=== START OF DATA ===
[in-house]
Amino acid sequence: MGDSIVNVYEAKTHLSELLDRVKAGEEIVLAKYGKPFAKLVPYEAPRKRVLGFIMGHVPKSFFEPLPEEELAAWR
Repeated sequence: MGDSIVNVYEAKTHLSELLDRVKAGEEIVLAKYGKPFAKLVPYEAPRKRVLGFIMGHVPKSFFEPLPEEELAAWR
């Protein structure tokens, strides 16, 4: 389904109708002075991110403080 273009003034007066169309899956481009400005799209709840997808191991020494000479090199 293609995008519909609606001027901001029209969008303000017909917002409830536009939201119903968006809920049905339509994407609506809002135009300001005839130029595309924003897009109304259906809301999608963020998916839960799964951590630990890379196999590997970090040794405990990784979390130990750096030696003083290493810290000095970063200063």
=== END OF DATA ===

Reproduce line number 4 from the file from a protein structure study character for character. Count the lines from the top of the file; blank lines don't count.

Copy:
């Protein structure tokens, strides 16, 4: 389904109708002075991110403080 273009003034007066169309899956481009400005799209709840997808191991020494000479090199 293609995008519909609606001027901001029209969008303000017909917002409830536009939201119903968006809920049905339509994407609506809002135009300001005839130029595309924003897009109304259906809301999608963020998916839960799964951590630990890379196999590997970090040794405990990784979390130990750096030696003083290493810290000095970063200063």